According to a police diagram illustrating the connections among the suspects and their alleged roles in the killing, Sialsa implicated Durante as the murder mastermind and Licyayo provided the “logistics” and the information on Plaza’s whereabouts.

Sialsa, Cachero and Plaza, the Army sergeant, are in the custody of the AFP’s 10th Infantry Division in Davao de Oro, according to its spokesperson Capt. Mark Anthony Tito.

Tito said that the police now had custody of Sialsa’s service firearm, which was allegedly used to kill Plaza, as part of their evidence.

The police investigation said that Cabal and Longakit were involved in the surveillance of the victim, while Japitan was ordered by Plaza “to dismantle and change the color of the motorcycle” used by Cachero and Sialsa in escaping.

Although Brawner mentioned four of the suspects were missing, he did not say who they were. But Tito identified five who are still not in the custody of either the police or the military—Longakit, Cabal, Japitan and aliases “Junior” and “Master Sergeant.”

Tito said Longakit was abducted on Jan. 11 while Cabal went on absence without leave. He did not identify Longakit’s abductors. Japitan, who is not a soldier, is not in AFP custody, while the other two who were identified by their aliases, also have not been found, he said.Like in a prison

Durante and the other soldiers will be confined at the Army’s custodial center should they undergo military court proceedings, Brawner said. “They will not be allowed to go out. It’s like they are also inside the prison. When there are hearings on civil court, we will escort them,” he said.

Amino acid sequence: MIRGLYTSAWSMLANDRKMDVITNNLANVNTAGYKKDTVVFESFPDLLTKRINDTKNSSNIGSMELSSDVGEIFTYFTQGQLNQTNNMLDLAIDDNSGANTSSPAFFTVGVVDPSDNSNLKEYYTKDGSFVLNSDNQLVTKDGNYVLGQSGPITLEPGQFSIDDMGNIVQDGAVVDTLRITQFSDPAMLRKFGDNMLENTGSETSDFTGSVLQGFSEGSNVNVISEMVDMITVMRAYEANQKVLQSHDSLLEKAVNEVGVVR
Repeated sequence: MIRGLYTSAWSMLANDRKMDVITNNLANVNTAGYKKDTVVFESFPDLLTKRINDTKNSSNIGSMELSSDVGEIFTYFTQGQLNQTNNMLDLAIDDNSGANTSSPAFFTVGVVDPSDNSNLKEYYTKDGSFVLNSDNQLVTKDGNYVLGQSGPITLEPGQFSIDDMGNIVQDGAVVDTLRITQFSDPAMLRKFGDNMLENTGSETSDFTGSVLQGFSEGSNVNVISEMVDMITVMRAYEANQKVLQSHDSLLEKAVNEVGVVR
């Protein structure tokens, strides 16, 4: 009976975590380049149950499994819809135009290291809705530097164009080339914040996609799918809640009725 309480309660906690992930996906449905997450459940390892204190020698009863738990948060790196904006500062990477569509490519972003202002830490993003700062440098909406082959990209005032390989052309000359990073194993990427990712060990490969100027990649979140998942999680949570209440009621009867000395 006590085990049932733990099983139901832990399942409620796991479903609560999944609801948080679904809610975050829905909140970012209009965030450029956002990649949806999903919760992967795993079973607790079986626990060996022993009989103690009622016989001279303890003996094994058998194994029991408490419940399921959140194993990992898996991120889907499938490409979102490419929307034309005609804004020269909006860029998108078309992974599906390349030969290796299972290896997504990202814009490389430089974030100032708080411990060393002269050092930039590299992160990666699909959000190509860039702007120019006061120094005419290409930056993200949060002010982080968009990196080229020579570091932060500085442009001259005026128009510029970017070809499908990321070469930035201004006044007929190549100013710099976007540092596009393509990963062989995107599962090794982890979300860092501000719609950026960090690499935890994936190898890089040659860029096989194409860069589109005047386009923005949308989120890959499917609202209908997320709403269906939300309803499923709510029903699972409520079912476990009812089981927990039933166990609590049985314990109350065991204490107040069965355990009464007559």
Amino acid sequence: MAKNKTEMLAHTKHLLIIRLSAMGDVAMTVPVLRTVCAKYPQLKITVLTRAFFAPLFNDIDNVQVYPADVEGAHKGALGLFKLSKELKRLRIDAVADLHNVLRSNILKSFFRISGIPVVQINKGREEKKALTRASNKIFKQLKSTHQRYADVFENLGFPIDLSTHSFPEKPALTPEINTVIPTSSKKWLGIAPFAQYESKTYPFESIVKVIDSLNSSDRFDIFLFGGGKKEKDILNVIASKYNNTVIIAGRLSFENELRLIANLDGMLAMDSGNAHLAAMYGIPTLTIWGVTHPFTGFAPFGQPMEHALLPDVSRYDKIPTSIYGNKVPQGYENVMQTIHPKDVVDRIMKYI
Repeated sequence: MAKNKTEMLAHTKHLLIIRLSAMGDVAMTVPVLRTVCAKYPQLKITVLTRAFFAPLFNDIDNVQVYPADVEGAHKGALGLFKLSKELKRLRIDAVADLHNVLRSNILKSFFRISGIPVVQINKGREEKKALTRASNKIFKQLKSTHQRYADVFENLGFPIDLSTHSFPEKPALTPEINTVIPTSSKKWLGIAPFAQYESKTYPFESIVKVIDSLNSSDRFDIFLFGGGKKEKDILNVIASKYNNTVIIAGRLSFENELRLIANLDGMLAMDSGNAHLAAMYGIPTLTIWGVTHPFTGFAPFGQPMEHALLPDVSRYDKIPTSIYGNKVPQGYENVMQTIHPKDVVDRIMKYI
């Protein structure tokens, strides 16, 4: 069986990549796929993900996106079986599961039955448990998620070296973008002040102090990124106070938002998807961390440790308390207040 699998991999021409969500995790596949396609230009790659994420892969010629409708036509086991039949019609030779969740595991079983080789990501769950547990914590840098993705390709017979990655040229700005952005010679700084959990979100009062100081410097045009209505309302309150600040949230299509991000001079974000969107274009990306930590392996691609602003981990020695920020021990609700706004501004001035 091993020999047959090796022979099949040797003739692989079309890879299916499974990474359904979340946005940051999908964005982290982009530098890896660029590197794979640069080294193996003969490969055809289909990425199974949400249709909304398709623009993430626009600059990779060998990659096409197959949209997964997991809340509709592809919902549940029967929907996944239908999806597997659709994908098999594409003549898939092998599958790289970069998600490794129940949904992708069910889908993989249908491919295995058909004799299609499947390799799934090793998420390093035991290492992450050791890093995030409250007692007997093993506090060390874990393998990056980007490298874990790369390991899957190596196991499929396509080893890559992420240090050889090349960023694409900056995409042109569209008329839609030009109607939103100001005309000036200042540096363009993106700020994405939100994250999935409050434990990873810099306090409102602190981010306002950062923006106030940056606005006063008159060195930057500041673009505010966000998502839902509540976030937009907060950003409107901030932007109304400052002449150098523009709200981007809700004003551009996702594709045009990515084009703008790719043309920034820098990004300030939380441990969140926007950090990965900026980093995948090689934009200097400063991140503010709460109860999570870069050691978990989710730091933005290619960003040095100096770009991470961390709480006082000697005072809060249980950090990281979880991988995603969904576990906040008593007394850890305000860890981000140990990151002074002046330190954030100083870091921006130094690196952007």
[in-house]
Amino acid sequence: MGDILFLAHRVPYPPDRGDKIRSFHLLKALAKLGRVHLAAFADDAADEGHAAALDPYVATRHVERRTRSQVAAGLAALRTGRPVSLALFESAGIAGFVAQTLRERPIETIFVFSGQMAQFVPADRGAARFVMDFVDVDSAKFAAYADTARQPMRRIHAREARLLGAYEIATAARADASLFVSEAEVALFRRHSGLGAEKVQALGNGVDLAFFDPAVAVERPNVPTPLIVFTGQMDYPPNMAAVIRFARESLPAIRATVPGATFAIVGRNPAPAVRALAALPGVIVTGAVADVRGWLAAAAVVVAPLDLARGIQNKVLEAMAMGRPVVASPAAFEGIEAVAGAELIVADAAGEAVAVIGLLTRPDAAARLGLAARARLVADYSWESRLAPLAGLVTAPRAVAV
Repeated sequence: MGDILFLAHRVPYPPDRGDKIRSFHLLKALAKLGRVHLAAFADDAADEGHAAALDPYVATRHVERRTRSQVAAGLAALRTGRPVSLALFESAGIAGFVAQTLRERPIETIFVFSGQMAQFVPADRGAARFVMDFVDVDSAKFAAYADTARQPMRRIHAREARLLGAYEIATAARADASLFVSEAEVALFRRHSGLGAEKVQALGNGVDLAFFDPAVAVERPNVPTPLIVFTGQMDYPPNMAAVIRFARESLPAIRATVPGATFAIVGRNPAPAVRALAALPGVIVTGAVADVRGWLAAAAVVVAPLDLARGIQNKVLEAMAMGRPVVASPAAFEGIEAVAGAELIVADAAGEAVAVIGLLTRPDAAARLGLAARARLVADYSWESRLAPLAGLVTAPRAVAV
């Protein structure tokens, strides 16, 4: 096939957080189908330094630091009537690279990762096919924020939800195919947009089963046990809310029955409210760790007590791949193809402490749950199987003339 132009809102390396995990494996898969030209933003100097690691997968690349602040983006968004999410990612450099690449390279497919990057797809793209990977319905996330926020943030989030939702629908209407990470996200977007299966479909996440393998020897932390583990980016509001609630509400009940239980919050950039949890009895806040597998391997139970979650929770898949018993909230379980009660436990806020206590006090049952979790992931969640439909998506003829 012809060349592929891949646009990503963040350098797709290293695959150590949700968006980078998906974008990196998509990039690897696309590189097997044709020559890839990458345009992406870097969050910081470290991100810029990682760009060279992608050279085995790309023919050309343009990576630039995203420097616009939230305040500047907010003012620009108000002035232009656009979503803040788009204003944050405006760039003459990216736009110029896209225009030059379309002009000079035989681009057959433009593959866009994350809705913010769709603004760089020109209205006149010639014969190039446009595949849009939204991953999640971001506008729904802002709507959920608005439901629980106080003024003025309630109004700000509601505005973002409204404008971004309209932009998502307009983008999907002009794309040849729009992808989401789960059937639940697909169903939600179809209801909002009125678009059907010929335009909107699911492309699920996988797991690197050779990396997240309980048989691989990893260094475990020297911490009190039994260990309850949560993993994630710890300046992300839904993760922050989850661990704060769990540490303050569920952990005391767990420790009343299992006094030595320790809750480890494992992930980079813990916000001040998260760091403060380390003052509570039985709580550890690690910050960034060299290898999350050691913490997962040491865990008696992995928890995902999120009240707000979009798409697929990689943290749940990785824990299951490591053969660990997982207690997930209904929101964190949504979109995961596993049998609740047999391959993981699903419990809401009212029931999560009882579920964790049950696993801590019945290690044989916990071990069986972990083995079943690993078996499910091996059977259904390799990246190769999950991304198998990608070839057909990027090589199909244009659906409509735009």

Brawner said the civilian and military court proceedings can be conducted simultaneously as had been done in the past, he added.

In case of a warrant of arrest from civilian courts, the AFP would request them for custody of the officers for the general court martial proceedings.

Brawner assured the public that the AFP would not “pamper” the soldiers in its custody.

“We were bothered by the implication of our personnel in this criminal act but again, we don’t tolerate any criminal acts done by our personnel. In this case, we are going to cooperate with the investigation that is being done by the PNP and at the same time, on our side, we will look into the administrative culpability, the administrative cases that we will be filing against them,” he added.

‘Good as Army officer’

Durante had earlier denied his involvement in the death of Plaza, after his name was dragged due to a social media post that the slain model made in April last year, showing bruises and wounds on her face allegedly caused by him.

Plaza “was a friend,” Durante said then, and he was “saddened by her demise and condoles with her family and friends.”

Brawner said Durante was performing his duties well as an officer before he was implicated in the killing and that the general wasn’t involved in any other case.

“He has been doing good as an Army officer. In fact, he was among the first in his class to be promoted to general,” Brawner said. “He was doing good even as commander of the 1001st Brigade, they were able to eradicate threat groups in the area in the quickest possible time.”